Lately, there’s been a shift in the beer conversation. Or, more accurately, the volume has been turned up. If a brewery is not striving for quality, defect-free and clean beer for each and every batch, it should either correct this problem immediately or pack up and move on. There are many fronts in the fight for quality beer.
The poor-quality problem has likely hit us all at some point in our drinking lives. I remember 20 years ago visiting California on a family trip, stocking up on beers that weren’t available for us at home in North Carolina and being supremely disappointed as each and every one was infected or tasted like wet cardboard and was resigned to the drain. Thank goodness we had a supply of Sierra Nevada Pale Ale, a beer from a brewery that has always put quality first.
As the number of breweries continues to grow and they turn out new styles and flavors, defining what quality means is hard to put a finger on. Is a lager in a frozen glass poor-quality? What about beers that sit on grocery shelves, not in the cooler, but on the warm shelf? Does it work for some but not others? I don’t know if consumers ask those questions—and more—frequently, but I know ultimately they decide with their wallets in the long run.
The quality conversation usually leads to other questions. How can so many operating breweries be successful? How many will make it? The answers usually come right with the question, as someone in the conversation tells me why they really like a certain beer or brewery, while omitting other ones.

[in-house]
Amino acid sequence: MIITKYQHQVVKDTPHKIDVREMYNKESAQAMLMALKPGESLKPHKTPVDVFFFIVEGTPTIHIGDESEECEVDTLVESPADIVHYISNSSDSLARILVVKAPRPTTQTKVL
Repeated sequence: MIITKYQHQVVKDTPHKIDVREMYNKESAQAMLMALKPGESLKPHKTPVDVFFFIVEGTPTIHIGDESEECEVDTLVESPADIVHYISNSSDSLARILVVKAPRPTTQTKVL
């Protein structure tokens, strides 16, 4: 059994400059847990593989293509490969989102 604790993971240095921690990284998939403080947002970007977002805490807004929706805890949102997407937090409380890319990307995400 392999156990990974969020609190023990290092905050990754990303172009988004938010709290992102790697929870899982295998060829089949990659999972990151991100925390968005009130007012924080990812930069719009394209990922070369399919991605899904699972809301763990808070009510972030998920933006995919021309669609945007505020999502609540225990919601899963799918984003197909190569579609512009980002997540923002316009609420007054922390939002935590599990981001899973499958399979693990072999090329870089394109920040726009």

Jeff Alworth’s recent article on allaboutbeer.com discussed how some off-flavors, readily identifiable in certain beers, created the unique flavor profiles that fans and consumers find very pleasing. In the article, Alworth challenges the notion that an off-flavor in a beer inherently makes it lower-quality. Most notably he mentions Pilsner Urquell and its high diacetyl levels as well as the recent pursuit of light-struck flavor via the green bottles used by Jester King of Austin, Texas, in its Le Petit Prince (you can read more on these beers in this issue’s Taste and Explore sections on Pages 60 and 80). I’ll say it: Neither of those efforts is low-quality.
It is an amazing time to enjoy beer and the pursuits of what beer can be. That said, beers that taste like wet cardboard (or other off-flavors) have the potential to turn people away from certain beers. I’m certainly not picking up a warm IPA at a store without a date on it that tells me when it was made or when it was shipped from the brewery. If you come across beer that is past its prime but still on shelves, call the brewers and let them know. They’ll appreciate the gesture.
When we have good experiences with a brewery, it’s not uncommon to share those with friends. And for those times when the quality is off the mark, we’ll share that news with equal zeal. Education and style knowledge are just two ways that can help you identify a quality beer. The more we all strive for perfection, the closer we will come.